Writer and director Taika Waititi, best known for his work on Thor: Ragnorak, brings us his satirical dark comedy-drama based during the time of World War II. In the movie, a 10-year-old Nazi-obsessed boy discovers a Jewish girl hiding in his own home.
The two words “Nazi” and “comedy” rarely come hand in hand, especially in today’s political context. With the rise of Nazi supporters making themselves infamously known, these words really do live up to these titles.
The 1 hour and 48-minute movie starts off with the catchy tune of The Beatles’ “I Wanna Hold Your Hand,” sung adorably by German children and played alongside a collage of real-life clips of Adolf Hitler being cherished and worshipped by millions less than a century ago. This scene oddly put me and other viewers in a good mood despite the fact that the movie is portraying one of the most infamous mass murderers in a positive light. We are then introduced to our main character, Jojo Betzler, played by the surprisingly talented and charming Roman Griffin Davis. We quickly discover he is a Nazi fanatic and has posters of Hitler lining his room in a way similar to a teenage girl doing the same for the latest boyband-heartthrob.
Hitler, played by none other than TaikaWaititi, has a side role as Jojo’s imaginary friend who appears only in times of trouble to give terribly hilarious advice. He’s a mixture of mischief, witty comebacks, and the occasional friend giving encouragement. He’s the villain we expect to hate but oddly enough come to enjoy.
Upon meeting the Jew living in the walls of his house, Jojo is initially petrified. As the young Nazis-in-training explains, they have no idea how to differentiate Jews from “normal people,” but still see them as purely money-hungry creatures who drink the blood of innocents and always smell like brussel sprouts. As the tide turns and the movie develops, Jojo starts to build a relationship with Elsa, played by the beautiful Thomasin McKenzie, and starts to realize Jews aren’t as bad as Hitler made them out to be.
Scarlett Johannesen plays Rosie, Jojo’s charming and lioness-type mother who’s the perfect combination of serious yet playful with a big heart and lots of room to love everyone. She’s a character that you connect with from the beginning and somehow grow to love even more toward the end of the film. The great ensemble is rounded out with Academy award-winning actor Sam Rockwell who plays Captain Klenzendorf, the one-eyed Nazi camp counselor who’s wondering why there’s a war in the first place – and actress Rebel Wilson is Frau Rahm, the hilarious assistant camp counselor who’s job is to encourage girls to carry beautiful Aryan babies who can grow up to be helpful Nazis.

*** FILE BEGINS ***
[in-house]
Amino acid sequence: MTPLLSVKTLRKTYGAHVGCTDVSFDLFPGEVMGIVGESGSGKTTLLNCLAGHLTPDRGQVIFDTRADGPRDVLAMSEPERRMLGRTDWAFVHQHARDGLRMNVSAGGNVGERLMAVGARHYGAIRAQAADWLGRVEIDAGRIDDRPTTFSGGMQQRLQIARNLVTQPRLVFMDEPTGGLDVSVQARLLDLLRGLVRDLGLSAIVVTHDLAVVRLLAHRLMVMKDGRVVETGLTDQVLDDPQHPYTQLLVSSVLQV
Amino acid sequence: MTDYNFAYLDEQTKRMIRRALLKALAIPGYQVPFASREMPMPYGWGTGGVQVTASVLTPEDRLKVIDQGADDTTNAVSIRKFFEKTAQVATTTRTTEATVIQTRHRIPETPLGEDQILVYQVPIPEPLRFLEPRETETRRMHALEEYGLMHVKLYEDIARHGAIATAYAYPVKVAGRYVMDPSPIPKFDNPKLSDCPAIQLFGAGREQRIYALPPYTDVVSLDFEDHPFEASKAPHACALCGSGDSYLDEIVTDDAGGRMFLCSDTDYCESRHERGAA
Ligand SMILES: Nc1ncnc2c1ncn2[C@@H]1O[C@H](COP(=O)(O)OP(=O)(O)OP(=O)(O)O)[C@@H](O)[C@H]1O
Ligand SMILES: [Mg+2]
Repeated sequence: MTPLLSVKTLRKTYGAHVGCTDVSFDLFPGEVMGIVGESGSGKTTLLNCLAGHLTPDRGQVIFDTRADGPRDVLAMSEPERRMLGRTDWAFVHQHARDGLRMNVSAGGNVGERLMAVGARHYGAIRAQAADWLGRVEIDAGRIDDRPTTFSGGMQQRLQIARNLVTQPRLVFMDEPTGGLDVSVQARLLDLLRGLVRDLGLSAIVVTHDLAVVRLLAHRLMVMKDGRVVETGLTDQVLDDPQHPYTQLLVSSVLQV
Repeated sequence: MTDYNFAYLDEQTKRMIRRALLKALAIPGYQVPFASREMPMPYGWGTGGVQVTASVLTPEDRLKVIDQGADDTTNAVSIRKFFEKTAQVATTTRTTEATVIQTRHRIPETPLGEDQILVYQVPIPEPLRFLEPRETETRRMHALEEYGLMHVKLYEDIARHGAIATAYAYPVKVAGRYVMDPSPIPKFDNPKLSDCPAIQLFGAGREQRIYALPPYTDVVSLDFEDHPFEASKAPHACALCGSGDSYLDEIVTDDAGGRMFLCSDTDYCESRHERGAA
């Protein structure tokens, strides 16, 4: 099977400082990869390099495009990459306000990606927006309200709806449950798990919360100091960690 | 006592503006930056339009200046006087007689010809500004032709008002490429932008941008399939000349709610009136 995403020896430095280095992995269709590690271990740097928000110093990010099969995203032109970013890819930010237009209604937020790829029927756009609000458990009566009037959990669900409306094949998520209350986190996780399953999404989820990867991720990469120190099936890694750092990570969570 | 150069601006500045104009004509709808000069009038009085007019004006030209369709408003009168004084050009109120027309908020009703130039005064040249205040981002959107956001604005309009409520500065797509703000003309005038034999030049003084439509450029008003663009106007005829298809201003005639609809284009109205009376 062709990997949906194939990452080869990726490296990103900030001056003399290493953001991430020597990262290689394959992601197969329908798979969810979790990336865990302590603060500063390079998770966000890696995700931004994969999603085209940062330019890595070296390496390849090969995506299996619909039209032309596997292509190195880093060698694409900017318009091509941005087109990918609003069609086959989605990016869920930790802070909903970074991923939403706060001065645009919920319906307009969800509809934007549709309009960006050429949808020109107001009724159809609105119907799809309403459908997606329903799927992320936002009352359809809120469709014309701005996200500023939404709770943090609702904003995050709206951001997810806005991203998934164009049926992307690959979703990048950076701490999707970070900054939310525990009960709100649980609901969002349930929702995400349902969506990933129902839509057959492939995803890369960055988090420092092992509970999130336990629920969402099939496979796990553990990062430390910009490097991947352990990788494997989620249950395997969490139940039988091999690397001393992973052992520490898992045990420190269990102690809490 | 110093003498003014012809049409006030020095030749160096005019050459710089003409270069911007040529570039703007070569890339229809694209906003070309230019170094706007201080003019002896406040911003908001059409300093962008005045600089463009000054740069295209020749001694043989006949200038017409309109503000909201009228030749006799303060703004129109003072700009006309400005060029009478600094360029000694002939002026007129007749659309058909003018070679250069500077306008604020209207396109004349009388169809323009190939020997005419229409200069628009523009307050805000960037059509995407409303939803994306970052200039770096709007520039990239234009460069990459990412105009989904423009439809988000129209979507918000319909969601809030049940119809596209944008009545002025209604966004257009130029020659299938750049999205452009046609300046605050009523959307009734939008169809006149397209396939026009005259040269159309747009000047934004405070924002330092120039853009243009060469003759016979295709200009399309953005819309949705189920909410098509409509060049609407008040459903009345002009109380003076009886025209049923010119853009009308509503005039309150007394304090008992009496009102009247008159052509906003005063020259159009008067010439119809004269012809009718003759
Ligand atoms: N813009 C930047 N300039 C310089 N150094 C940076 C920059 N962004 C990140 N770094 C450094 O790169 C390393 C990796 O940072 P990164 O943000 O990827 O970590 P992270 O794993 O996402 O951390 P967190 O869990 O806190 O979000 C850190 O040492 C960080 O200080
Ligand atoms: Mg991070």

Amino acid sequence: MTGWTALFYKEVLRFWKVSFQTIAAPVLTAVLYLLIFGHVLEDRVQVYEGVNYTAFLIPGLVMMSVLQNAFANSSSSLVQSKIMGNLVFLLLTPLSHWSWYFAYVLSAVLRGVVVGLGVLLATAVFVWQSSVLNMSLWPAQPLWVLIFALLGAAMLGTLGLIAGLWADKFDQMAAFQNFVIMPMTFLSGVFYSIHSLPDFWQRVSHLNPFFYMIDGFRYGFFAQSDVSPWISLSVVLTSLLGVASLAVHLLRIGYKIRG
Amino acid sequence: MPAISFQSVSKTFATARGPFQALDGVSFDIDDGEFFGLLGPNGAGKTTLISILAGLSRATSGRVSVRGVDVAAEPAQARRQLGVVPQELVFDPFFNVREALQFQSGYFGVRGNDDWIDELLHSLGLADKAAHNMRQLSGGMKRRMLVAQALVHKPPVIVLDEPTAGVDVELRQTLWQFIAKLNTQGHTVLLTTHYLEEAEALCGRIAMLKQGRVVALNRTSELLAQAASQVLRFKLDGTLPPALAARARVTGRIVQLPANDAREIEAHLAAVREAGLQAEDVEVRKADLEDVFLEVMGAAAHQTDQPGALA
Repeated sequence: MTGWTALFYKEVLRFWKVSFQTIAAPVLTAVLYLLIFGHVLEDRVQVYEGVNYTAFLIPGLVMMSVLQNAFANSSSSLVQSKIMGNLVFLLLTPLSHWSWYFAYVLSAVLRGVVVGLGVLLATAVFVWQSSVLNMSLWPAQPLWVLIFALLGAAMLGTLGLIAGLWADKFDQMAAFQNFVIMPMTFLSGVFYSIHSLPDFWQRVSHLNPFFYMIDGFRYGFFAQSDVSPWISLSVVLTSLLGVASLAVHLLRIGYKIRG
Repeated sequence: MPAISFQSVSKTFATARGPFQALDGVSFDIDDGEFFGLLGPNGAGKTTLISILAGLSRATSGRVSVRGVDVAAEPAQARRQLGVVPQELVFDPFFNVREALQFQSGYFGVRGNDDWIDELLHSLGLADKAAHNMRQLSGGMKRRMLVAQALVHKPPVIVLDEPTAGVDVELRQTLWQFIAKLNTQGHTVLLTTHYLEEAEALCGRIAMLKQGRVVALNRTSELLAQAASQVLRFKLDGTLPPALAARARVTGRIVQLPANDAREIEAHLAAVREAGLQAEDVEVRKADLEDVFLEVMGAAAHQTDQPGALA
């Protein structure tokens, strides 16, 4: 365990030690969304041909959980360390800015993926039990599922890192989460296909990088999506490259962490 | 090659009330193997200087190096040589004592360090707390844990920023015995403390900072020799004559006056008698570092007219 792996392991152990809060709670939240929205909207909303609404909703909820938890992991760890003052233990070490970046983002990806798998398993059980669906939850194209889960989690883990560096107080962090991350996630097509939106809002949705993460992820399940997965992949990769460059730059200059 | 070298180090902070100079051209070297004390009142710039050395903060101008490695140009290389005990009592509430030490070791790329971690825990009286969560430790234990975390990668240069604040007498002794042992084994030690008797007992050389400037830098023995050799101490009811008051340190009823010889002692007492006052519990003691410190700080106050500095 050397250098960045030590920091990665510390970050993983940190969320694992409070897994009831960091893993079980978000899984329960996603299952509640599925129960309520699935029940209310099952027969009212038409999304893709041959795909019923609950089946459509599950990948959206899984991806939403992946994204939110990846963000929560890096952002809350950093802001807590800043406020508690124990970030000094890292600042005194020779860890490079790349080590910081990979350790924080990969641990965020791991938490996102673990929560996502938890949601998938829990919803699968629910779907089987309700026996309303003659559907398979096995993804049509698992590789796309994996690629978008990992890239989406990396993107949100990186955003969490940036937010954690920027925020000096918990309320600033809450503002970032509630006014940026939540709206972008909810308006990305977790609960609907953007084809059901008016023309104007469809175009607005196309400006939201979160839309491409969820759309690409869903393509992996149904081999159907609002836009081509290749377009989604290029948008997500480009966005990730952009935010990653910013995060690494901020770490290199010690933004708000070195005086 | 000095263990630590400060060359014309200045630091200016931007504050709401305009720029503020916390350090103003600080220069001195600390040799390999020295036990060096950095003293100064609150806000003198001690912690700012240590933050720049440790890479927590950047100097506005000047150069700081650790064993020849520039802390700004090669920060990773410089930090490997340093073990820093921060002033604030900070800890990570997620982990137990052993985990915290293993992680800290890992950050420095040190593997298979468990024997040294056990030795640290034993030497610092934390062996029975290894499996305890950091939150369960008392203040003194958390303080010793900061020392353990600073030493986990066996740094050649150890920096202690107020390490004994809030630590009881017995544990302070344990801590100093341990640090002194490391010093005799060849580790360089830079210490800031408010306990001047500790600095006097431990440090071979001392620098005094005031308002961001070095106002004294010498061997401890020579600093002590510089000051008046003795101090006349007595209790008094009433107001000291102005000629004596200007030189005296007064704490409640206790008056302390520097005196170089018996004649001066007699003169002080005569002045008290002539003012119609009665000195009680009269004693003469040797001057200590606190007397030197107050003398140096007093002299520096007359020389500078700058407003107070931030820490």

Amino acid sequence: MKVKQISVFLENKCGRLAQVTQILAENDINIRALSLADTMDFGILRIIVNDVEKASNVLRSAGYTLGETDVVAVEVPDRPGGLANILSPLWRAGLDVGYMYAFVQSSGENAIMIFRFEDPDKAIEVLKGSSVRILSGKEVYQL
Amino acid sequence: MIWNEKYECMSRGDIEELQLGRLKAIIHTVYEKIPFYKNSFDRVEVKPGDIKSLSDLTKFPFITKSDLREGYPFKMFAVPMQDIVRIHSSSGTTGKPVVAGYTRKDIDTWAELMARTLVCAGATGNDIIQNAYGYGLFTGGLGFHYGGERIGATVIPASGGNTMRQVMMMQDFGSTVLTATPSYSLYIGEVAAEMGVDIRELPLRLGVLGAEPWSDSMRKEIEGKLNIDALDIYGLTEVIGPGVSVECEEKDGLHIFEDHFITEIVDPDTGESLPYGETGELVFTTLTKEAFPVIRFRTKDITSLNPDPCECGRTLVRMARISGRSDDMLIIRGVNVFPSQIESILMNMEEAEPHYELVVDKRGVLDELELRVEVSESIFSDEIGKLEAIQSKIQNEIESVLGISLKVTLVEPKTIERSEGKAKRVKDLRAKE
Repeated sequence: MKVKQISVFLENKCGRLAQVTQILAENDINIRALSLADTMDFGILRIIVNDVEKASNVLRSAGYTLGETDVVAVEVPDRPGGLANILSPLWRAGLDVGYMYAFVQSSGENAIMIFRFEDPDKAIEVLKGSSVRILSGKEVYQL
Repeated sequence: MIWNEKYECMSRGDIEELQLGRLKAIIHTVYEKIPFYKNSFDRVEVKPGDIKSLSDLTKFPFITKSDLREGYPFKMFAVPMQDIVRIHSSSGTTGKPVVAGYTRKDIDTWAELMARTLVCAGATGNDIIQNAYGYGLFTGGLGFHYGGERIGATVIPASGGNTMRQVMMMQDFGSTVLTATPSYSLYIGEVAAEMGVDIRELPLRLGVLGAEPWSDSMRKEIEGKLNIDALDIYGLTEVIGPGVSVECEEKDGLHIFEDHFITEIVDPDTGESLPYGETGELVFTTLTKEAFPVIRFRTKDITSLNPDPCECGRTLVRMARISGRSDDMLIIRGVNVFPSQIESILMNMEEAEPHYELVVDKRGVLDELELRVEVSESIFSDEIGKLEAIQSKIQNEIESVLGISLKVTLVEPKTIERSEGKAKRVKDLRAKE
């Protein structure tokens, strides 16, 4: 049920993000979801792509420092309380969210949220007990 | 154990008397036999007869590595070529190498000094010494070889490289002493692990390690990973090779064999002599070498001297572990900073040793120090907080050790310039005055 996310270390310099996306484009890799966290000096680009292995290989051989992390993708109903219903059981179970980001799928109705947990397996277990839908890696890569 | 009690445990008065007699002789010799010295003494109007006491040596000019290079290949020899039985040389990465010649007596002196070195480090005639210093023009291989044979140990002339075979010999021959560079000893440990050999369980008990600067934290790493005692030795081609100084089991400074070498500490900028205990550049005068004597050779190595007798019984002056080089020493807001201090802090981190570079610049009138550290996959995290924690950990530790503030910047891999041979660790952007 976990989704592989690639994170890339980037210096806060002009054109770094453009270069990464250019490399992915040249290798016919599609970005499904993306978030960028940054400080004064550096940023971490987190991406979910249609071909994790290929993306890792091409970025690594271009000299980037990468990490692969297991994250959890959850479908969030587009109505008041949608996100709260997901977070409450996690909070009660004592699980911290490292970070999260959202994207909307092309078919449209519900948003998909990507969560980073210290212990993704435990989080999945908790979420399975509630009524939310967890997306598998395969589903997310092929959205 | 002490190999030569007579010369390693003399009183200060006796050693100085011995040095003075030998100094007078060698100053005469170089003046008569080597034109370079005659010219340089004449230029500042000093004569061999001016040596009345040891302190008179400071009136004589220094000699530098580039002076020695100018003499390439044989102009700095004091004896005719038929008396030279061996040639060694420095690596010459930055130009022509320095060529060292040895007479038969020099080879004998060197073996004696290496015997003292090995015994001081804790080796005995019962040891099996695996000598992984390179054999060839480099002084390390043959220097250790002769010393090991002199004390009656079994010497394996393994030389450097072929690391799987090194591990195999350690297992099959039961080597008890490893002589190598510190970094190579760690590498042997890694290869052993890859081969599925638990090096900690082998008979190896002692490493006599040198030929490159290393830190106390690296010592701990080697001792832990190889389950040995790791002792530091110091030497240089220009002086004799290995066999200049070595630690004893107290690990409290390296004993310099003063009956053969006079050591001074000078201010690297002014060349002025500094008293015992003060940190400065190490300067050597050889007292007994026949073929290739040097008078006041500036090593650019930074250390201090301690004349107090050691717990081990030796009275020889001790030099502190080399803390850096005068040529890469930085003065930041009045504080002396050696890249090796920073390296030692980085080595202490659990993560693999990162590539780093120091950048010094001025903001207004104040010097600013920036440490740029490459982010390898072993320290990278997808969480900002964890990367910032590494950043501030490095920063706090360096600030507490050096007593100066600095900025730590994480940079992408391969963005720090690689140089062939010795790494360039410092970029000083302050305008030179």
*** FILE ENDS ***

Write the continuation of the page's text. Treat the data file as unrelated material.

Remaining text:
The story takes a turn about halfway through the movie as the end of the war nears and Jojo starts to realize that Fascism maybe isn’t the best idea for everyone. Creating a bond with a Jew helped him in understanding that all humans are equal and to give everyone a chance, even if you’ve been brainwashed by angry Nazis for a decade of your life.
To dance is to be free and to be free is to dance. This theme is major throughout the movie as dancing is what the strong female leads consider to be the greatest joy and remedy to all the hate that’s in their world. It’s what gives us hope during a time where we could all use some.
Jojo Rabbit made me laugh at something that I never thought I’d be laughing at – but that’s what made it feel even better. The anti-Semitism throughout the film is intentionally exposed and shown in a way to be made fun of, and I thought the description of Jews was downright hilarious, rather than outrageous. I fell in love with all of the “good guys” and some of my favorite moments were of Jojo always randomly running into his chubby little Nazi friend, Yorki, as they casually shared a loving hug and spoke briefly about their day.
Yorki gives probably the most adorable lines in the whole movie starting with, “I’m just a kid in a fat kid’s body” and ending with “I guess I’ll go home to cuddle with my mama” right after finding out the Nazis are done for.
I loved everything about the film from the slightly vintage, yellow-tint it was shot in, to the sad yet happy realistic ending that brings the movie back down to reality. All the characters, including the antagonists, have their moments of hilarity and I never would have thought I’d get such a hard laugh from a movie concerning the heavy subject that is the Holocaust. It’s almost as shocking that a movie like this was even made in the world of Hollywood given our current circumstances, but I’m glad it was. Although it is an acquired taste, I hope the film does shed light for some people and shows them something they can think about long after the movie is done showing in theaters.